The Society is to be congratulated on its present satisfactory status. The reports show a very satisfactory financial condition, and you may note a continuing increase in membership that is extremely gratifying. This, after having nearly doubled in the last seven years, still shows no sign of diminishing in its rate of increase. It may be said, also, that we have in the Society an excellent publishing house, where the members have an opportunity to secure technical papers published in the highest style of the art. We have in general in the officers, a number of men, who, within the prescribed limits, labor for the benefit of the members, but we also have constitutional limitations to the activity of our governing body, so that the voice of the Society is never heard, or, at least, might be compared to that still, small voice we call "conscience," which is not audible outside of the body that possesses it.

Now, in these days, when the statement that two and two make four is accepted from its latest originator as a newly discovered truth, a little extension of our mathematics, to take into our estimate people as well as things, is what we principally need, and it would be a good thing, regarded either from the point of view of what the world needs or the more selfish view of our own particular gains. At the present time it would seem as though our world had thrown away the old gods without taking hold of any new ones. Private ownership as it formerly existed is no longer recognized; individual action in almost any large field is to-day hampered and curtailed in a manner undreamed of twenty years ago. In fact, our whole scheme of government seems to be passing from the representative form on which it was founded, to some new form as yet undetermined. Whether all this is, in our opinion, for good or for evil, is of no particular concern. The matter that concerns us is, that we have left our old moorings, and that, to secure new ones, new limits are to be set to the activities of men along lines which concern us, and that, therefore, it is necessary that those who by education and training are best fitted to consider facts and not desires, should guide society as much as possible along its new lines. I consider that we as a profession are particularly trained to do this by our consideration of facts as they exist, and I think it will be recognized by all that we are not in our work or activities bound by any precedent, even if we do learn all that we can from the past; and that we are by nature and training of a cool and calculating disposition, which is surely a thing that is needed in this time of many suggested experiments.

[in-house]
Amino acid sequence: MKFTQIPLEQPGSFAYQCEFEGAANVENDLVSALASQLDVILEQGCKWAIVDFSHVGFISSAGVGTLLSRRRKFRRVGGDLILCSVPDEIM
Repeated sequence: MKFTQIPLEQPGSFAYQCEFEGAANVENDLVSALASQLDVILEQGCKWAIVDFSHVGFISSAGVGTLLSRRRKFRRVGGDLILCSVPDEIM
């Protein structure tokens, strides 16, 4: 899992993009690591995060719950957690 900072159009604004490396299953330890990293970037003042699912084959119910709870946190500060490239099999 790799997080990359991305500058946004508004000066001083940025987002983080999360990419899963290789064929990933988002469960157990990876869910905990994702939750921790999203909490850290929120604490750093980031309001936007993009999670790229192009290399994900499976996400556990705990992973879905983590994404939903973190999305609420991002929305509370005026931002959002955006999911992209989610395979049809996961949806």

To be effective, however, we must be cohesive, and thus be able to take our part not as the led, but as leaders, convincing the people, if possible, that all the ills of our social system cannot be cured by remedies which neglect the forces of creation, and that the best doctors for our troubles are not necessarily those whose sympathies are most audibly expressed.

In the recent discoveries of science our ideas as to the forces of Nature must be greatly enlarged and our theories amplified. Recent discovery of radium and radio-active substances shows at least that much of our old knowledge needs re-writing along the lines of our greater knowledge of to-day.

With this increase of knowledge it would seem as though those who devote their lives to the exploitation of natural forces should take a position in the future even more prominent than in the past, and it will undoubtedly become our function to help the world to that ideal state described by our greatest living poet of action, when he speaks of the time to come, as follows:

"And no one shall work for money, And no one shall work for fame; But each for the joy of working, And each in his separate star; Shall draw the thing as he sees it, For the God of the things as they are."

THE END